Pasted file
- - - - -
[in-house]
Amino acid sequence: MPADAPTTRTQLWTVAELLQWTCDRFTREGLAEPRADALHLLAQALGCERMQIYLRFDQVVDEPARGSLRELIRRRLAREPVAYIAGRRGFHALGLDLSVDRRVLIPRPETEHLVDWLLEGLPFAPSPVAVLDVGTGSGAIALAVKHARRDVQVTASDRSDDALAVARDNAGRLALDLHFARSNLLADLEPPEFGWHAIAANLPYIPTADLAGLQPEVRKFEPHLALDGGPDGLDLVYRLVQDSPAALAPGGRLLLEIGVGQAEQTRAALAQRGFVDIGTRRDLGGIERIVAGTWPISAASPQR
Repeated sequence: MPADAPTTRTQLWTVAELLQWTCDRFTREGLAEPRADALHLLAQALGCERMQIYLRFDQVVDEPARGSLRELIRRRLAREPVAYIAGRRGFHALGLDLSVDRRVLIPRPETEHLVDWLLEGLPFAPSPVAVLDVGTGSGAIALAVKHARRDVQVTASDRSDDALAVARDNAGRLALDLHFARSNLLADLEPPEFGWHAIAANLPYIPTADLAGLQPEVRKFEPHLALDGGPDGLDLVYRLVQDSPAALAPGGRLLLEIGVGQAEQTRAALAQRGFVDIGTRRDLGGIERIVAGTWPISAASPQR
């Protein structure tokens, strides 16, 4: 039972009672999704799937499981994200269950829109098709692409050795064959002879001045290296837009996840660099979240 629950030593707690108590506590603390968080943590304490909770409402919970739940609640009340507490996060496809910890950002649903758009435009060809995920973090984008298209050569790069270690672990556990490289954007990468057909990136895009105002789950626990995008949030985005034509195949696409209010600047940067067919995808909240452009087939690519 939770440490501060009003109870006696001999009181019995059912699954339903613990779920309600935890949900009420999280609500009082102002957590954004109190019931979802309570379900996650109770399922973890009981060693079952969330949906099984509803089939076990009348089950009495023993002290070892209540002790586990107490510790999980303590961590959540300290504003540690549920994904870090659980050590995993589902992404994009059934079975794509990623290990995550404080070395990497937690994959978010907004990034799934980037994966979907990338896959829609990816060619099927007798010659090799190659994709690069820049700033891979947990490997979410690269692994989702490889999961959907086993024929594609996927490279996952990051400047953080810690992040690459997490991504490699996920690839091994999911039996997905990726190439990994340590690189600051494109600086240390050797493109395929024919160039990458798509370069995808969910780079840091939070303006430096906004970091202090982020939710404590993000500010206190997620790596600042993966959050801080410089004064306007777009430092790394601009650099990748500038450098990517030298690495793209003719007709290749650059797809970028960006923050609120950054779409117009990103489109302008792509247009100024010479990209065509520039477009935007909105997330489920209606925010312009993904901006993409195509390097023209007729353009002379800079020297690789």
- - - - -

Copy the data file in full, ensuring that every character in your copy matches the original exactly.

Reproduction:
[in-house]
Amino acid sequence: MPADAPTTRTQLWTVAELLQWTCDRFTREGLAEPRADALHLLAQALGCERMQIYLRFDQVVDEPARGSLRELIRRRLAREPVAYIAGRRGFHALGLDLSVDRRVLIPRPETEHLVDWLLEGLPFAPSPVAVLDVGTGSGAIALAVKHARRDVQVTASDRSDDALAVARDNAGRLALDLHFARSNLLADLEPPEFGWHAIAANLPYIPTADLAGLQPEVRKFEPHLALDGGPDGLDLVYRLVQDSPAALAPGGRLLLEIGVGQAEQTRAALAQRGFVDIGTRRDLGGIERIVAGTWPISAASPQR
Repeated sequence: MPADAPTTRTQLWTVAELLQWTCDRFTREGLAEPRADALHLLAQALGCERMQIYLRFDQVVDEPARGSLRELIRRRLAREPVAYIAGRRGFHALGLDLSVDRRVLIPRPETEHLVDWLLEGLPFAPSPVAVLDVGTGSGAIALAVKHARRDVQVTASDRSDDALAVARDNAGRLALDLHFARSNLLADLEPPEFGWHAIAANLPYIPTADLAGLQPEVRKFEPHLALDGGPDGLDLVYRLVQDSPAALAPGGRLLLEIGVGQAEQTRAALAQRGFVDIGTRRDLGGIERIVAGTWPISAASPQR
């Protein structure tokens, strides 16, 4: 039972009672999704799937499981994200269950829109098709692409050795064959002879001045290296837009996840660099979240 629950030593707690108590506590603390968080943590304490909770409402919970739940609640009340507490996060496809910890950002649903758009435009060809995920973090984008298209050569790069270690672990556990490289954007990468057909990136895009105002789950626990995008949030985005034509195949696409209010600047940067067919995808909240452009087939690519 939770440490501060009003109870006696001999009181019995059912699954339903613990779920309600935890949900009420999280609500009082102002957590954004109190019931979802309570379900996650109770399922973890009981060693079952969330949906099984509803089939076990009348089950009495023993002290070892209540002790586990107490510790999980303590961590959540300290504003540690549920994904870090659980050590995993589902992404994009059934079975794509990623290990995550404080070395990497937690994959978010907004990034799934980037994966979907990338896959829609990816060619099927007798010659090799190659994709690069820049700033891979947990490997979410690269692994989702490889999961959907086993024929594609996927490279996952990051400047953080810690992040690459997490991504490699996920690839091994999911039996997905990726190439990994340590690189600051494109600086240390050797493109395929024919160039990458798509370069995808969910780079840091939070303006430096906004970091202090982020939710404590993000500010206190997620790596600042993966959050801080410089004064306007777009430092790394601009650099990748500038450098990517030298690495793209003719007709290749650059797809970028960006923050609120950054779409117009990103489109302008792509247009100024010479990209065509520039477009935007909105997330489920209606925010312009993904901006993409195509390097023209007729353009002379800079020297690789």